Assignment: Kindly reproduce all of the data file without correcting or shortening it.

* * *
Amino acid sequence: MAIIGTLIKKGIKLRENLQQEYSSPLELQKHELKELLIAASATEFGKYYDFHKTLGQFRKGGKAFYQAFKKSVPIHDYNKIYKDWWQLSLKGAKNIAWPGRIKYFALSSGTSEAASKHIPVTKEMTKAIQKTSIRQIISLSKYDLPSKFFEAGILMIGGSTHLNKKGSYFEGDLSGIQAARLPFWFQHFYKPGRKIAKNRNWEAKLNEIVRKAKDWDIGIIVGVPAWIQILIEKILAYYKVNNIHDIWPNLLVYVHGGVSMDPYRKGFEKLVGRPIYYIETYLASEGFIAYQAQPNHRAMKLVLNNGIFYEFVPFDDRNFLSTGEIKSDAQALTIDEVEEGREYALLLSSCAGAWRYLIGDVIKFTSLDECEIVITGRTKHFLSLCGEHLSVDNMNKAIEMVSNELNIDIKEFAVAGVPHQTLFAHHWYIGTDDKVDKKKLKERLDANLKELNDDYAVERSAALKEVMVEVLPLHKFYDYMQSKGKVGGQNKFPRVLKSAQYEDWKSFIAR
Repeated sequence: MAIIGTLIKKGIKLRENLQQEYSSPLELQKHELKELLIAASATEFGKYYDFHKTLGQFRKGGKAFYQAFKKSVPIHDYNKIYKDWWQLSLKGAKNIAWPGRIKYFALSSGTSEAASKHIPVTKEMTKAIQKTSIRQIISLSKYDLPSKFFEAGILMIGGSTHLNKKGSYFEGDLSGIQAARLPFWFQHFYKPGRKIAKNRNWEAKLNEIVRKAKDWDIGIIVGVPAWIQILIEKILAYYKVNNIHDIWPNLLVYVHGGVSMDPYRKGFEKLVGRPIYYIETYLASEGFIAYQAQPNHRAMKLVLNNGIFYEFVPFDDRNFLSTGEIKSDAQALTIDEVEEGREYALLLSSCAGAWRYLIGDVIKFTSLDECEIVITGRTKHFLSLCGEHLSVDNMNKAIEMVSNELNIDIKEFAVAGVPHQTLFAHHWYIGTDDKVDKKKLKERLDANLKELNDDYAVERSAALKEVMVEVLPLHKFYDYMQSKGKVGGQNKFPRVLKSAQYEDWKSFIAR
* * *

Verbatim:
Amino acid sequence: MAIIGTLIKKGIKLRENLQQEYSSPLELQKHELKELLIAASATEFGKYYDFHKTLGQFRKGGKAFYQAFKKSVPIHDYNKIYKDWWQLSLKGAKNIAWPGRIKYFALSSGTSEAASKHIPVTKEMTKAIQKTSIRQIISLSKYDLPSKFFEAGILMIGGSTHLNKKGSYFEGDLSGIQAARLPFWFQHFYKPGRKIAKNRNWEAKLNEIVRKAKDWDIGIIVGVPAWIQILIEKILAYYKVNNIHDIWPNLLVYVHGGVSMDPYRKGFEKLVGRPIYYIETYLASEGFIAYQAQPNHRAMKLVLNNGIFYEFVPFDDRNFLSTGEIKSDAQALTIDEVEEGREYALLLSSCAGAWRYLIGDVIKFTSLDECEIVITGRTKHFLSLCGEHLSVDNMNKAIEMVSNELNIDIKEFAVAGVPHQTLFAHHWYIGTDDKVDKKKLKERLDANLKELNDDYAVERSAALKEVMVEVLPLHKFYDYMQSKGKVGGQNKFPRVLKSAQYEDWKSFIAR
Repeated sequence: MAIIGTLIKKGIKLRENLQQEYSSPLELQKHELKELLIAASATEFGKYYDFHKTLGQFRKGGKAFYQAFKKSVPIHDYNKIYKDWWQLSLKGAKNIAWPGRIKYFALSSGTSEAASKHIPVTKEMTKAIQKTSIRQIISLSKYDLPSKFFEAGILMIGGSTHLNKKGSYFEGDLSGIQAARLPFWFQHFYKPGRKIAKNRNWEAKLNEIVRKAKDWDIGIIVGVPAWIQILIEKILAYYKVNNIHDIWPNLLVYVHGGVSMDPYRKGFEKLVGRPIYYIETYLASEGFIAYQAQPNHRAMKLVLNNGIFYEFVPFDDRNFLSTGEIKSDAQALTIDEVEEGREYALLLSSCAGAWRYLIGDVIKFTSLDECEIVITGRTKHFLSLCGEHLSVDNMNKAIEMVSNELNIDIKEFAVAGVPHQTLFAHHWYIGTDDKVDKKKLKERLDANLKELNDDYAVERSAALKEVMVEVLPLHKFYDYMQSKGKVGGQNKFPRVLKSAQYEDWKSFIAR